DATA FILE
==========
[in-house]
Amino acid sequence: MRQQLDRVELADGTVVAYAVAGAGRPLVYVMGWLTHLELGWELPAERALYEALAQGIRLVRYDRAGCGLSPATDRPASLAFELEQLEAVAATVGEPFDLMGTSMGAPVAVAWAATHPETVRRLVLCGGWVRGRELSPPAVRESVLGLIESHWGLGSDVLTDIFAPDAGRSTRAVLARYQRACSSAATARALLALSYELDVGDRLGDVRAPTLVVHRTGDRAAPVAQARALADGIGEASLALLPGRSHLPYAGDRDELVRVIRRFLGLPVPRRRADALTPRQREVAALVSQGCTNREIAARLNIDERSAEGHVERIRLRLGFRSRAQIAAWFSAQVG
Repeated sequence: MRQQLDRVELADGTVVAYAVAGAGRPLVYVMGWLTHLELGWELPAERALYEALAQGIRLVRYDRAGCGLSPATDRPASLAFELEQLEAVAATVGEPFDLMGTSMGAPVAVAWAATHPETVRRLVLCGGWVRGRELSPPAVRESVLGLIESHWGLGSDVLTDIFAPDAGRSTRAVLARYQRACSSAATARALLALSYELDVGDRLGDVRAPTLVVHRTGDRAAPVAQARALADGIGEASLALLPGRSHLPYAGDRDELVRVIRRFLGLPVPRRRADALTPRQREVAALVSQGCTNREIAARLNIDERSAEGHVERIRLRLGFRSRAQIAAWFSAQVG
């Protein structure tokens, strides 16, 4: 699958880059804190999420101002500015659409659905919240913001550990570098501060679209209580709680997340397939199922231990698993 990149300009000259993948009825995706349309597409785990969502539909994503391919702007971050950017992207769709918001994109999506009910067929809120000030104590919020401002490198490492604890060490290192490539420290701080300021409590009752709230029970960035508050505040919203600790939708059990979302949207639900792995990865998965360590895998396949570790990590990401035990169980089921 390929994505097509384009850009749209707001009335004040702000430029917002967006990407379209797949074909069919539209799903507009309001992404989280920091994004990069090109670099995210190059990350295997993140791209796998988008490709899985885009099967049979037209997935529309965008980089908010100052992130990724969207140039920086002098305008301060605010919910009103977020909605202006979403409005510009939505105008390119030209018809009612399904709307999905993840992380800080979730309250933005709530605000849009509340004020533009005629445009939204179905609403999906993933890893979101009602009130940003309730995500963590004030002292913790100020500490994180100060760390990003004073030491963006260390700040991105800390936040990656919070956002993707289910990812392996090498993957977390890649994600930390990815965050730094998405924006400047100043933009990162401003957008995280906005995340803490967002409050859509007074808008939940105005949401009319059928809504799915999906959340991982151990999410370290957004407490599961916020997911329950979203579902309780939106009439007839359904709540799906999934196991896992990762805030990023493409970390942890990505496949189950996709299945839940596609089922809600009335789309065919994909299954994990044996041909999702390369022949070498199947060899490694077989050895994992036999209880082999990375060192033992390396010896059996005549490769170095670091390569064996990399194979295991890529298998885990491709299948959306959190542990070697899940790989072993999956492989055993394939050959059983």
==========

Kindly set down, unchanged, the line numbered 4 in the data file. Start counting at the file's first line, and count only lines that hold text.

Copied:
């Protein structure tokens, strides 16, 4: 699958880059804190999420101002500015659409659905919240913001550990570098501060679209209580709680997340397939199922231990698993 990149300009000259993948009825995706349309597409785990969502539909994503391919702007971050950017992207769709918001994109999506009910067929809120000030104590919020401002490198490492604890060490290192490539420290701080300021409590009752709230029970960035508050505040919203600790939708059990979302949207639900792995990865998965360590895998396949570790990590990401035990169980089921 390929994505097509384009850009749209707001009335004040702000430029917002967006990407379209797949074909069919539209799903507009309001992404989280920091994004990069090109670099995210190059990350295997993140791209796998988008490709899985885009099967049979037209997935529309965008980089908010100052992130990724969207140039920086002098305008301060605010919910009103977020909605202006979403409005510009939505105008390119030209018809009612399904709307999905993840992380800080979730309250933005709530605000849009509340004020533009005629445009939204179905609403999906993933890893979101009602009130940003309730995500963590004030002292913790100020500490994180100060760390990003004073030491963006260390700040991105800390936040990656919070956002993707289910990812392996090498993957977390890649994600930390990815965050730094998405924006400047100043933009990162401003957008995280906005995340803490967002409050859509007074808008939940105005949401009319059928809504799915999906959340991982151990999410370290957004407490599961916020997911329950979203579902309780939106009439007839359904709540799906999934196991896992990762805030990023493409970390942890990505496949189950996709299945839940596609089922809600009335789309065919994909299954994990044996041909999702390369022949070498199947060899490694077989050895994992036999209880082999990375060192033992390396010896059996005549490769170095670091390569064996990399194979295991890529298998885990491709299948959306959190542990070697899940790989072993999956492989055993394939050959059983």